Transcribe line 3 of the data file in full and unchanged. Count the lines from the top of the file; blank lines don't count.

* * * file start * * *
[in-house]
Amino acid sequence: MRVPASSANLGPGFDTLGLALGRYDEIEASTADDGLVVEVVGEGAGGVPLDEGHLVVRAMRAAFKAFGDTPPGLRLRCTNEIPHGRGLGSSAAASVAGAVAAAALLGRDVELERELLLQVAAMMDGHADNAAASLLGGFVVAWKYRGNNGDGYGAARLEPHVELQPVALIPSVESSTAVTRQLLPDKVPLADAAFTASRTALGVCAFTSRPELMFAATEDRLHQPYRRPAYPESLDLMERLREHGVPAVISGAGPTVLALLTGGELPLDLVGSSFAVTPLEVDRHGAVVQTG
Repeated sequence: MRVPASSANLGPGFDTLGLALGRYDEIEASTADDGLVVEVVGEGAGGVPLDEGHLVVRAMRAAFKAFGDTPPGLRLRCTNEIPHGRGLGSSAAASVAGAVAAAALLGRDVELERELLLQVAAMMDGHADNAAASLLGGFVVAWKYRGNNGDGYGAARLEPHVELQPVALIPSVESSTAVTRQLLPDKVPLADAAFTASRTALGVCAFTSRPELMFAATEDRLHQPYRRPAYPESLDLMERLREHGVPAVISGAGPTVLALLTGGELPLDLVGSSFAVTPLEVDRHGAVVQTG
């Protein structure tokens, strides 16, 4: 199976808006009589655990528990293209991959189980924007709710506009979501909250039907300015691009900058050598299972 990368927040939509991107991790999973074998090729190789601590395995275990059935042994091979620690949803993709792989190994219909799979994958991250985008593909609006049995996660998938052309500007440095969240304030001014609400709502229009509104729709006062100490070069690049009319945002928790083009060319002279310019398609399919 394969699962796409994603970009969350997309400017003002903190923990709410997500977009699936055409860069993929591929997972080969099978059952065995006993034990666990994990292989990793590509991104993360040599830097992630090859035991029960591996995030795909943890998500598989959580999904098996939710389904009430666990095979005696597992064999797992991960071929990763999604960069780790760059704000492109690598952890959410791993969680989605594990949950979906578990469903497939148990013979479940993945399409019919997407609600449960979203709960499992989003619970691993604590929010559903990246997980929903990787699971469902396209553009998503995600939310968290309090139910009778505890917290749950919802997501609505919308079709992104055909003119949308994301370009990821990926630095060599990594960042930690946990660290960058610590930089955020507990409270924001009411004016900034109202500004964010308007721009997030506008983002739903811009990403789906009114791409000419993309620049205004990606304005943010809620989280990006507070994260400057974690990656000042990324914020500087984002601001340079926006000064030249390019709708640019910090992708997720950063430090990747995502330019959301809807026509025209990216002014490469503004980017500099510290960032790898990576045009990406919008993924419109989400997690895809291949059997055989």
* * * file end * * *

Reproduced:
Repeated sequence: MRVPASSANLGPGFDTLGLALGRYDEIEASTADDGLVVEVVGEGAGGVPLDEGHLVVRAMRAAFKAFGDTPPGLRLRCTNEIPHGRGLGSSAAASVAGAVAAAALLGRDVELERELLLQVAAMMDGHADNAAASLLGGFVVAWKYRGNNGDGYGAARLEPHVELQPVALIPSVESSTAVTRQLLPDKVPLADAAFTASRTALGVCAFTSRPELMFAATEDRLHQPYRRPAYPESLDLMERLREHGVPAVISGAGPTVLALLTGGELPLDLVGSSFAVTPLEVDRHGAVVQTG